Or select individually:
- Apple’s REAL Earnings Expectations
- Tech Companies (But Not Apple Or Google) Take On More Debt
- In Case You Had Any Doubts About Where Apple’s Revenue Comes From
- Guess What? Google Doesn’t Get The Most Revenue Per Employee In Tech Land
- Has Any Company Lost As Much Money On The Internet As Microsoft?
Apple is known for dramatically lowballing its profit guidance, and then miraculously blowing out 'expectations.'
Since Sept. 2006, Apple has topped its quarterly EPS guidance by an average 39%, and its revenue guidance by an average 7%.
So what does that mean for this quarter, which will be reported Tuesday afternoon? (Join us for LIVE coverage.)
It's hard to tell, because Apple significantly changed its accounting practices last quarter. It now recognises iPhone revenue almost all at once, instead of spreading it over 24 months. So we won't know for a few quarters just how much Apple is lowballing its guidance using the new numbers.
But running the old formula, based on Apple's midpoint March quarter guidance of $2.12 EPS and $11.20 billion in sales, history suggests Apple should report EPS of about $2.95 on $11.98 billion of revenue.
Wall Street expects lower earnings but even higher revenue: Consensus stands at $2.44 of EPS on $12.06 billion of revenue. So Apple is set up to once again 'surprise' on earnings, but, possibly, disappoint on revenue.
Using Capital IQ, we've charted the total debt of Dell, Microsoft, Oracle, Cisco, HPand IBM. As you can see, these tech giants are growing their total debt.
Why? Well, the Journal posits that it's a good way to raise money, without diluting shareholders. Plus, a company can never have enough cash on hand, in case it decides its time to make an acquisition.
Noticably absent from this list are Google and Apple, which are both debt free.
Apple's iPhone business, which didn't exist three years ago, now represents a whopping 40% of the company's revenue, and has been the company's biggest revenue generator for three quarters in a row.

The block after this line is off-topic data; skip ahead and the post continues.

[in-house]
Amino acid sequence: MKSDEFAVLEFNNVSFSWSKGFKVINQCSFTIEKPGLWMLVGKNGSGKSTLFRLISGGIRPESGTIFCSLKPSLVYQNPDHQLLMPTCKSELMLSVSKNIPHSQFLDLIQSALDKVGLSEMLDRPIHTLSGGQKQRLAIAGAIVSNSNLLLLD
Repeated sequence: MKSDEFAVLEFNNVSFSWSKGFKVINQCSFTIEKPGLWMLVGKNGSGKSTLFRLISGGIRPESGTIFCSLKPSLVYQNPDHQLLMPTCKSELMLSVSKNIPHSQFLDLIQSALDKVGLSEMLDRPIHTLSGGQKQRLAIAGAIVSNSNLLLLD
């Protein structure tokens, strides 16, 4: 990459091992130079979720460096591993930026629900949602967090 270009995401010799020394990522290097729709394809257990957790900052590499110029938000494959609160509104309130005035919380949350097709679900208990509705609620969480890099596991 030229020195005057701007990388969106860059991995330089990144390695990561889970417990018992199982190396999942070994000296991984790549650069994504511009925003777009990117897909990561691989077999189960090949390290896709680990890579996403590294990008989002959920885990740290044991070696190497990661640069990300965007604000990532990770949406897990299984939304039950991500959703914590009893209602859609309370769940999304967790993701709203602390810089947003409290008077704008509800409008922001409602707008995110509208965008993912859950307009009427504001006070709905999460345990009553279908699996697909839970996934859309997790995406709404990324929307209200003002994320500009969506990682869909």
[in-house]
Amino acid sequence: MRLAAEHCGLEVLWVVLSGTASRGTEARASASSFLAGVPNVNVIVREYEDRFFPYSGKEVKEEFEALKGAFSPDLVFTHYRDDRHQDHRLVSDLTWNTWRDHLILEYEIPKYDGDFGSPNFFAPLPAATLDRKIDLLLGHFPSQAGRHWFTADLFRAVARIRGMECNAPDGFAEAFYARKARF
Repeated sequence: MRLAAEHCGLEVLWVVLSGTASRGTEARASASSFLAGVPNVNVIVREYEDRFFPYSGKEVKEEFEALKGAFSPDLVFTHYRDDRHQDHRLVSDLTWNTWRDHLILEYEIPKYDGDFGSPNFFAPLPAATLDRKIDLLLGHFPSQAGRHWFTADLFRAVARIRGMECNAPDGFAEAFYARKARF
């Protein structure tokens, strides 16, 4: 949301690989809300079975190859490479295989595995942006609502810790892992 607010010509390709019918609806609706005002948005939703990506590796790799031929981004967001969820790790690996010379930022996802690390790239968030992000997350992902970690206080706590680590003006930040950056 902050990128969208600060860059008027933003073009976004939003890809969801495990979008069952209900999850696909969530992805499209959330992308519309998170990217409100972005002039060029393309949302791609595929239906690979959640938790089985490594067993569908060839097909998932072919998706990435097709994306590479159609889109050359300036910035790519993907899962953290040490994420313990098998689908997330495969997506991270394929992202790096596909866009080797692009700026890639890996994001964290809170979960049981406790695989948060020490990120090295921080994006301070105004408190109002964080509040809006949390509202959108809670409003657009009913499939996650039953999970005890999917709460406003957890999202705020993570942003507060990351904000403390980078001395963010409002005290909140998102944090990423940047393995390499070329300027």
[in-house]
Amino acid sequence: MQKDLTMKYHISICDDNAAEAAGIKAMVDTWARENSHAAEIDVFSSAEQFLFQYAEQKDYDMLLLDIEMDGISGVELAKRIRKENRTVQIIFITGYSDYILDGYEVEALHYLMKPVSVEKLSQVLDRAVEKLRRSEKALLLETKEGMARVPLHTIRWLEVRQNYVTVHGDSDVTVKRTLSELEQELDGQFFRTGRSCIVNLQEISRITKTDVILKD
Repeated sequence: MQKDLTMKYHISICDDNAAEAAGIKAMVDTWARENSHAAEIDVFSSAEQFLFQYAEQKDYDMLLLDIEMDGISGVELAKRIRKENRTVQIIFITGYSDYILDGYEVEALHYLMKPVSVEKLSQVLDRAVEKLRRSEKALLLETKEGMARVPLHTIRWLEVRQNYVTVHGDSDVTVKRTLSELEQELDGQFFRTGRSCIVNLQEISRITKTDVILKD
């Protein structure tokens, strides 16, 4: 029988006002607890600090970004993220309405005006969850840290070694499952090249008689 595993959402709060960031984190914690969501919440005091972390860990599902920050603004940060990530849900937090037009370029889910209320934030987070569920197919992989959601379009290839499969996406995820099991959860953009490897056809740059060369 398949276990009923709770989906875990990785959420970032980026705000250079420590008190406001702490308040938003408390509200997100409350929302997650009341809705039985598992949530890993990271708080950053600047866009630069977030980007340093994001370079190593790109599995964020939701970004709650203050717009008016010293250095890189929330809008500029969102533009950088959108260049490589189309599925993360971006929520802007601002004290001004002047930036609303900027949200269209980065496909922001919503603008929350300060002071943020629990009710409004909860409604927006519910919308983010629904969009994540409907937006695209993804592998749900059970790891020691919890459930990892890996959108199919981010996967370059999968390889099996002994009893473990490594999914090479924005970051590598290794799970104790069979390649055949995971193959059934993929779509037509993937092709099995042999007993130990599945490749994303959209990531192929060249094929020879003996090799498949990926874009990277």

During the March quarter, iPhone revenue grew 124% year-over-year to $5.4 billion, or 40% of Apple's $13.5 billion in total revenue. Because of high profit margins on the iPhone, it's likely Apple's biggest profit contributor, too. (But that's another chart.)
Apple's second-biggest business is its Mac computer division, which grew 27% year-over-year in the March quarter to $3.8 billion, or 28% of Apple's overall sales.
Even with a highly lucrative search business, Google is not getting the most revenue per employee in the tech world.
This analysis, from George Morris at 37Signals, shows that Craigslist -- with its tiny staff -- is getting three times as much revenue per employee as Google. Obviously, Craiglist is a unique situation, and it doesn't scale infinitely, but it's still very impressive.
Why does this chart matter? It emphasises efficiency in business. You can see which companies get the most of out of their staff.
Last night Microsoft revealed that its Online Services Division lost $711 million in the first three months of this year. That's a jaw-dropping $2.8 billion loss annual run rate.
This chart shows quarterly loses since 2005, the last time Microsoft's online operations made money. If you travel further back, Microsoft's losses become even more staggering. Since 1998, Microsoft's online division has lost over $10 billion.
Is there any company that's lost as much money on the Internet as Microsoft? We're hard pressed to think of one.
Or select individually:
- Google Versus Wall Street
- Amazon Runs Away With Retailing Pt. II
- Email's Reign Is Over, Social Networking Is The New King
- How Will The iPad Sell Compared To Other Gadgets?
- Here's Why The Mobile Ad Market Is Still Small
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